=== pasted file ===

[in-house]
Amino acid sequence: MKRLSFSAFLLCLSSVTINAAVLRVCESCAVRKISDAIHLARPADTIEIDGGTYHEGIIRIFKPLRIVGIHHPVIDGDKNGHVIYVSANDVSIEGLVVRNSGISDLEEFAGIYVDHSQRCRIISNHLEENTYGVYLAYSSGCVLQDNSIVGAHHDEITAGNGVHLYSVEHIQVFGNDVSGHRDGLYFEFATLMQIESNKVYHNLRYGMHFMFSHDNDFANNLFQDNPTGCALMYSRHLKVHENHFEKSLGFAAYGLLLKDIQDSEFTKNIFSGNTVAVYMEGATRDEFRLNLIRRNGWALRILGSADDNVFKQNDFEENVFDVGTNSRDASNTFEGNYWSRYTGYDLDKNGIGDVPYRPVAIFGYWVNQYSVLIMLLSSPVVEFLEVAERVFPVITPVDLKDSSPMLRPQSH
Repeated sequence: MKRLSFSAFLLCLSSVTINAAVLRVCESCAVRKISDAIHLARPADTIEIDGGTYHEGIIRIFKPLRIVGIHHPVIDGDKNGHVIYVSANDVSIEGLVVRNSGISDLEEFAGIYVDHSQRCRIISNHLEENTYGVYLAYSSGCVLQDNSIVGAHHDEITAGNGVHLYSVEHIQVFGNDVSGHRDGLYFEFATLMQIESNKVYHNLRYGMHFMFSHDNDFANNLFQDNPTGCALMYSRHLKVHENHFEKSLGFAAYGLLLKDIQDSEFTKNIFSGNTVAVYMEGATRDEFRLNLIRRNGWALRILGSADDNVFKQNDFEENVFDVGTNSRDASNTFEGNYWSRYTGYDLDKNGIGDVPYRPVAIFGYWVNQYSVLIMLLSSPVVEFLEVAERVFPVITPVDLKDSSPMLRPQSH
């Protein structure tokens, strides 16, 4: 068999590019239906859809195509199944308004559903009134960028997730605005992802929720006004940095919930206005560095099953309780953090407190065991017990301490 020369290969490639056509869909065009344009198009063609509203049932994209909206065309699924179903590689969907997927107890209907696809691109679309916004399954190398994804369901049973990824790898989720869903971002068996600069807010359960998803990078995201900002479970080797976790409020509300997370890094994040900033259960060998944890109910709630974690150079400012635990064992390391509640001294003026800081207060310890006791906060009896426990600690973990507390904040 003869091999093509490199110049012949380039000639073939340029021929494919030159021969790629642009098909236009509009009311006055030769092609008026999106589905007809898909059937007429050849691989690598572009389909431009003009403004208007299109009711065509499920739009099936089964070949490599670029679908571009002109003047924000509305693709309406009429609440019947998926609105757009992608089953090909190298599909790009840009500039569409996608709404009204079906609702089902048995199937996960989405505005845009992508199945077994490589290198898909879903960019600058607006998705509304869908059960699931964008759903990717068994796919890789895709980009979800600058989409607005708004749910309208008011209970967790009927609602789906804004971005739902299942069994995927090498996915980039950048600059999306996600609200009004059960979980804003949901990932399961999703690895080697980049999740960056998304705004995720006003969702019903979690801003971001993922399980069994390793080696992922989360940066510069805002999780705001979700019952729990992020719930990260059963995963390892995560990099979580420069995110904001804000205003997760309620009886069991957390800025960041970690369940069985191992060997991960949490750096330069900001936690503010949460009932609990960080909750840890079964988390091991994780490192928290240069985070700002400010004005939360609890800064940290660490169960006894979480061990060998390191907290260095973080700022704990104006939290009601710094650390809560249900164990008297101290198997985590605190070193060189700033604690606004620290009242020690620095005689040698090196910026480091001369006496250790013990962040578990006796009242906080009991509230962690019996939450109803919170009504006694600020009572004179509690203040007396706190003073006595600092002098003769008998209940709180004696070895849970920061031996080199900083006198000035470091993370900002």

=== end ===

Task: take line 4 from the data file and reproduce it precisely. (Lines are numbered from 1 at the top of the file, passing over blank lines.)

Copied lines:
């Protein structure tokens, strides 16, 4: 068999590019239906859809195509199944308004559903009134960028997730605005992802929720006004940095919930206005560095099953309780953090407190065991017990301490 020369290969490639056509869909065009344009198009063609509203049932994209909206065309699924179903590689969907997927107890209907696809691109679309916004399954190398994804369901049973990824790898989720869903971002068996600069807010359960998803990078995201900002479970080797976790409020509300997370890094994040900033259960060998944890109910709630974690150079400012635990064992390391509640001294003026800081207060310890006791906060009896426990600690973990507390904040 003869091999093509490199110049012949380039000639073939340029021929494919030159021969790629642009098909236009509009009311006055030769092609008026999106589905007809898909059937007429050849691989690598572009389909431009003009403004208007299109009711065509499920739009099936089964070949490599670029679908571009002109003047924000509305693709309406009429609440019947998926609105757009992608089953090909190298599909790009840009500039569409996608709404009204079906609702089902048995199937996960989405505005845009992508199945077994490589290198898909879903960019600058607006998705509304869908059960699931964008759903990717068994796919890789895709980009979800600058989409607005708004749910309208008011209970967790009927609602789906804004971005739902299942069994995927090498996915980039950048600059999306996600609200009004059960979980804003949901990932399961999703690895080697980049999740960056998304705004995720006003969702019903979690801003971001993922399980069994390793080696992922989360940066510069805002999780705001979700019952729990992020719930990260059963995963390892995560990099979580420069995110904001804000205003997760309620009886069991957390800025960041970690369940069985191992060997991960949490750096330069900001936690503010949460009932609990960080909750840890079964988390091991994780490192928290240069985070700002400010004005939360609890800064940290660490169960006894979480061990060998390191907290260095973080700022704990104006939290009601710094650390809560249900164990008297101290198997985590605190070193060189700033604690606004620290009242020690620095005689040698090196910026480091001369006496250790013990962040578990006796009242906080009991509230962690019996939450109803919170009504006694600020009572004179509690203040007396706190003073006595600092002098003769008998209940709180004696070895849970920061031996080199900083006198000035470091993370900002």